Caitlan Coleman breaks silence on captivity, says 'was in Pakistan for more than a year'
Disputing claims about her rescue, the recently recovered Caitlan Coleman has said that she was in Pakistan for at least a year before she was "rescued" by Pakistan Army in an operation near the Pak-Afghan border earlier this month.
While speaking to the Toronto Star in her first interview since her recovery, Coleman said: "Right now, everybody’s shunting blame and making claims. Pakistan says no, they were never in Pakistan until the end. The US says, no they were always in Pakistan; it was Pakistan’s responsibility. But neither of those are true."
She also said that she is certain that they were held in both Afghanistan and Pakistan. "We were not crossing into Pakistan that day. We had been in Pakistan for more than a year at that point."
Coleman, an American national, revealed in the interview — published on Monday — that the couple was moved to Pakistan immediately after being kidnapped in Afghanistan.
"They first took us out of Afghanistan; it was several days’ drive," said Coleman, who still wears a hijab after being released. She refused to comment on whether the couple has converted to Islam.
She said that her kidnappers took them to Miramshah in North Waziristan where they were kept for almost a year, adding that they knew where they were because her husband, Joshua Boyle, could understand some Farsi.
Read: Caitlan and Joshua: adventurers caught in Taliban trap
"It was very bad. My husband and I were separated at that time. He wasn’t allowed to see Najaeshi or spend any time with us."
Najaeshi Jonah is their oldest son.
"Then we were moved to the north of Miramshah, to the house of a man who said he was called Mahmoud. He was very nice to Najaeshi and would provide us with amenities [that] we wouldn’t have otherwise," she told the Toronto Star. "He would take Najaeshi out to get him sunlight and nobody else did that at any other point."
She does not exactly remember the events around her rescue but does recall a gun battle while she was in the trunk of a car.
"Our first fear — why we were not poking our heads up and yelling for help — was that it was another gang trying to kidnap us. Possibly just part of the Haqqani network fighting with another part. They’re all just bandits," she said about her rescue.
"You’re a prisoner for so long, you’re so suspicious. I was still thinking we don’t know these people, we don’t know where they’re taking us."
Of her reaction on realising it was the Pakistani forces and not another group of captors, she said: "I think I was mostly just in shock."
While revealing details of the rescue, Pakistan Army had said that the family had been moved from Afghanistan into Pakistan the day the operation took place, not earlier.
'Captors killed child because Joshua refused to join them'
Backing her husband's earlier claims of Coleman being raped in captivity and the forced abortion of their child, she said that the assault on her happened because they wanted the couple to stop contacting people who were not their guards or captors.
The Taliban had refuted the claims, saying that the child had died naturally and that the woman had not been raped in captivity.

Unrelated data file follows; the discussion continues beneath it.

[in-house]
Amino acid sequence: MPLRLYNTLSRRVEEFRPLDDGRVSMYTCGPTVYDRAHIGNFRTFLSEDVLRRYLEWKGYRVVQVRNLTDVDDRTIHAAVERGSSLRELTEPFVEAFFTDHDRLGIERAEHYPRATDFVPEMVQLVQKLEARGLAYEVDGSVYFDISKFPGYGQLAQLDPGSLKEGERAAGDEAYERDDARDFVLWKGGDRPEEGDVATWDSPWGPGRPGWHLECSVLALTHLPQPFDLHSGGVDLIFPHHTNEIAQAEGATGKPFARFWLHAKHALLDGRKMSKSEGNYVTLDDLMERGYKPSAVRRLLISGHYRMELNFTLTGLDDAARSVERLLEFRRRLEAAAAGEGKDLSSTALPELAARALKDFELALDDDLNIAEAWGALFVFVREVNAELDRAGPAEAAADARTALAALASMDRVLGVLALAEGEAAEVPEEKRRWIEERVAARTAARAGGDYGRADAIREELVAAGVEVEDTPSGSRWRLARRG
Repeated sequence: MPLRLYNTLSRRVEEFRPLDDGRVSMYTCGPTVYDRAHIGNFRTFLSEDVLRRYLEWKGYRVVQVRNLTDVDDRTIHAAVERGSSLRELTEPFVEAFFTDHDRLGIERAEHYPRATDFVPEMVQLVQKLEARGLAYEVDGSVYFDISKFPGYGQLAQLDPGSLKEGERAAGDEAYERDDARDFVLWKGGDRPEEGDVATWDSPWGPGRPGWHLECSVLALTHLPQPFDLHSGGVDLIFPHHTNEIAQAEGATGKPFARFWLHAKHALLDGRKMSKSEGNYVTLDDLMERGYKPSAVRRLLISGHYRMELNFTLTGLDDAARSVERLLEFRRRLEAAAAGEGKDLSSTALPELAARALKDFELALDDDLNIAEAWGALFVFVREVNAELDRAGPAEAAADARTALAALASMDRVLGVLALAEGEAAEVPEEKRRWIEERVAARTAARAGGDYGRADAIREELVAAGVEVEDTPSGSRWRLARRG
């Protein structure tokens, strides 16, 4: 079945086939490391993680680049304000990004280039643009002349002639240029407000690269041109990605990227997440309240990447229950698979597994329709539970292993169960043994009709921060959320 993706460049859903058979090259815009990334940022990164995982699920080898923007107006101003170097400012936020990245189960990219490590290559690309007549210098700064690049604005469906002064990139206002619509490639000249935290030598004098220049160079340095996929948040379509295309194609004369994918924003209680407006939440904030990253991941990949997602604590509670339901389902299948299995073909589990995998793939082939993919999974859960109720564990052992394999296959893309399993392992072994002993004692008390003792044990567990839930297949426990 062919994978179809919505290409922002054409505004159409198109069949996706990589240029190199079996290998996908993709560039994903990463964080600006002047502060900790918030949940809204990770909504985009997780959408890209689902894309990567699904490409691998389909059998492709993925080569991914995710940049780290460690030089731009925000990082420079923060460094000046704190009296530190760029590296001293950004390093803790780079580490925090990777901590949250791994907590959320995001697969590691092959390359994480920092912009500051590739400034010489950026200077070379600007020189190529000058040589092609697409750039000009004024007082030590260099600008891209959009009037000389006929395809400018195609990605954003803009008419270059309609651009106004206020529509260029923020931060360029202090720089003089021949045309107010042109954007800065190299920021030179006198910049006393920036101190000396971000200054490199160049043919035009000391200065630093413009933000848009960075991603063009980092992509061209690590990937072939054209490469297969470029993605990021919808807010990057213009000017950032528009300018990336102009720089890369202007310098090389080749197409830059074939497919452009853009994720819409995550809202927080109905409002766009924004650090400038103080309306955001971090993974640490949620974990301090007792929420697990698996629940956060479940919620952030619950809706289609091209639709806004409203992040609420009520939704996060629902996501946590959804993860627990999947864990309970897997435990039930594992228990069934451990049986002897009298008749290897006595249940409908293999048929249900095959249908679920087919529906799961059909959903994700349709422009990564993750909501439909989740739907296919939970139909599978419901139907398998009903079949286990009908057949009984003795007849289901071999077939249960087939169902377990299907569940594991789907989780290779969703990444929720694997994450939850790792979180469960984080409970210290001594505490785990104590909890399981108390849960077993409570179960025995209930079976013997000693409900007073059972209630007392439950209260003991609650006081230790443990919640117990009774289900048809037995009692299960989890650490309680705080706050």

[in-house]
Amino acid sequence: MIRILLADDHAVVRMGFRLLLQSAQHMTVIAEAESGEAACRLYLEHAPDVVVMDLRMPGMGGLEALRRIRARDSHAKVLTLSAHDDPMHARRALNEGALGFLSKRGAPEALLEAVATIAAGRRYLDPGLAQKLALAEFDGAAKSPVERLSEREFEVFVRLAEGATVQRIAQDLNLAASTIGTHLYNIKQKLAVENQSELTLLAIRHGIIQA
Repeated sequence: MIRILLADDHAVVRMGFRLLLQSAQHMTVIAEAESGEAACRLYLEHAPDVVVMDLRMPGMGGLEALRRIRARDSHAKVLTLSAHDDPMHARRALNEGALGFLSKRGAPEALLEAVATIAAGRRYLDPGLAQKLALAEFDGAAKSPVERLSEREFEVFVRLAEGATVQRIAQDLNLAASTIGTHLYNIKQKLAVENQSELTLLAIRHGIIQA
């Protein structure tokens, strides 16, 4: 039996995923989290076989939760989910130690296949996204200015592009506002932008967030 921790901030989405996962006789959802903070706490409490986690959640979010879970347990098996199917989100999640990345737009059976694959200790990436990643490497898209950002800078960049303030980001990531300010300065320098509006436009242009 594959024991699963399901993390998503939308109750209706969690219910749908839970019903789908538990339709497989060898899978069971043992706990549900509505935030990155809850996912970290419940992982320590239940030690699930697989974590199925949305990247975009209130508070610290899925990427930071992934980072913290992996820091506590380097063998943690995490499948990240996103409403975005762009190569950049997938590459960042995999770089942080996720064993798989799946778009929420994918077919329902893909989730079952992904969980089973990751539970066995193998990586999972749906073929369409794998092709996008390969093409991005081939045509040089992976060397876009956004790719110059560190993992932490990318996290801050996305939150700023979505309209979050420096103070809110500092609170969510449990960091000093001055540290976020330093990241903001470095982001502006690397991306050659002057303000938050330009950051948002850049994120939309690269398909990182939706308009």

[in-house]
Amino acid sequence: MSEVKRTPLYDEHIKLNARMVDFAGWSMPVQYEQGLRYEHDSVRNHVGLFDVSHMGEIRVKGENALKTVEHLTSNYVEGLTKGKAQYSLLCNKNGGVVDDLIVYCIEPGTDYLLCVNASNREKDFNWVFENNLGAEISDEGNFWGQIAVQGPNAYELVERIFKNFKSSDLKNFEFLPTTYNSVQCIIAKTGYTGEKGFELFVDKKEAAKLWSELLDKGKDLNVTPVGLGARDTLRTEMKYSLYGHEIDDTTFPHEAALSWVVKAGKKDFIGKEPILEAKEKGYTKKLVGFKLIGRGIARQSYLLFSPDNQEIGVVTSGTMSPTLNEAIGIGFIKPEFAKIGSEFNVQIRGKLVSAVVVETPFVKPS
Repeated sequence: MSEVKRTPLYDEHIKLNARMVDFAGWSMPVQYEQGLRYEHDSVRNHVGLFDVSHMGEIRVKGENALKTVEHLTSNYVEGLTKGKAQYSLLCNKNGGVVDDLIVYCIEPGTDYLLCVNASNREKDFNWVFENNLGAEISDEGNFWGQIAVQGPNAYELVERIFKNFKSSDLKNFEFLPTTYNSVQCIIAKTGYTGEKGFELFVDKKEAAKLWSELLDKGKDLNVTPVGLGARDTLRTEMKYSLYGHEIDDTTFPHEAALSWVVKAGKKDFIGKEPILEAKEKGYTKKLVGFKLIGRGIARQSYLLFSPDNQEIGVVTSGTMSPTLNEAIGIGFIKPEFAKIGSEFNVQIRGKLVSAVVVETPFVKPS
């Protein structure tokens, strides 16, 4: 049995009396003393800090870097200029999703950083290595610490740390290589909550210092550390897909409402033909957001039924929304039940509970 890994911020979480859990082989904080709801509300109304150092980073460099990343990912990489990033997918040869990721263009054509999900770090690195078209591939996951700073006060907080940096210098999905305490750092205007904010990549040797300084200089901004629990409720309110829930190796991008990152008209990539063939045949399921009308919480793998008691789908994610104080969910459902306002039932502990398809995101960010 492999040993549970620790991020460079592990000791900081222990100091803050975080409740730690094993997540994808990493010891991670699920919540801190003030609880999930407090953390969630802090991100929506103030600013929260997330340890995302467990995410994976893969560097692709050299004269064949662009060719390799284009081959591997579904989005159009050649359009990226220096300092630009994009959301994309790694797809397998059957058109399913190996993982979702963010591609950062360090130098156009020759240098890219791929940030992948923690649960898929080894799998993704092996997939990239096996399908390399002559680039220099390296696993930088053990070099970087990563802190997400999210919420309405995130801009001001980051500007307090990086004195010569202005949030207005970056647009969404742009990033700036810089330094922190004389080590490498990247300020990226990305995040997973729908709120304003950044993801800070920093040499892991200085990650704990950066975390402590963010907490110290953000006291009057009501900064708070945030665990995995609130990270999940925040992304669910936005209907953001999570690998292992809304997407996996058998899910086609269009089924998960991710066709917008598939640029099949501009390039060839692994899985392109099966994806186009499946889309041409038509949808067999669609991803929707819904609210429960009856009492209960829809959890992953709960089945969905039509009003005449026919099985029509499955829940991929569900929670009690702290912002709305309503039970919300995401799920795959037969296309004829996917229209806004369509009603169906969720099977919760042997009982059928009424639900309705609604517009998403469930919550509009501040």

They named their unborn child "Martyr", she said, who was killed because the captors were angry at Boyle for not joining them.
Explore: Everything you need to know about the kidnapping and recovery of Caitlan Coleman and Joshua Boyle
They killed the child using using high amounts of estrogen in their food and boasted of what they had done, she told the daily.
Her next two pregnancies were kept secret and the babies were delivered by Boyle using a flashlight.
"We had a pen they didn’t know about and we were taking little scraps of paper and trying to hand out notes to anyone and everyone that wasn’t one of the guards or commanders involved in killing Martyr," she said regarding the alleged assault against her.
"But then they took us, separated us, and beat us and that was when the assault on me happened because they wanted us to stop."
Naming houses in Afghanistan, Pakistan
The couple and children were frequently moved between Pakistan and Afghanistan, according to Coleman. They were usually drugged and kept in the trunk whenever they were moved, she said.
From their house north of Miramshah, they were then taken to Spin Ghar in Afghanistan. Coleman also shared lighter moments they had in captivity, including naming the places they were kept in.
They called one "Cat Hotel" because it looked like a hotel to them. She claimed they could see the Pak-Afghan border from there. The kidnappers acquired a Pakistani-styled "jingle truck" from there, told Coleman, and moved them to an area between Kohat and Bannu.
Their last "home" was named "Dar Al Musa", she said.
"Outside everyday they were doing some training or something was going on, and some guy was shouting and we laughed because whoever Musa was, he was not doing a good job," she said.
"He was always yelling, 'No, no, no, Musa Musa.'"
They were there since November 2016, she said, and were then transferred to the "Mud House" just two days before their recovery.
Decision to have children in captivity
Speaking on the couple's decision to have two children in captivity, she said that, among other things, she wanted a large family and they did not know when they would be released.
"It was a decision we made. We did think about it [...] it’s difficult to explain all the reasons, but, for me, a large part was the fact that it has always been important to me to have a large family," she said.
"This took our life away from us — this captivity with no end in sight. And so I felt that it was our best choice at that time. We didn’t know if we would have that opportunity when we came back. We didn’t know how long it would be. It was already unprecedented, so we couldn’t say, 'Oh, we’ll only be here a year or six months.'"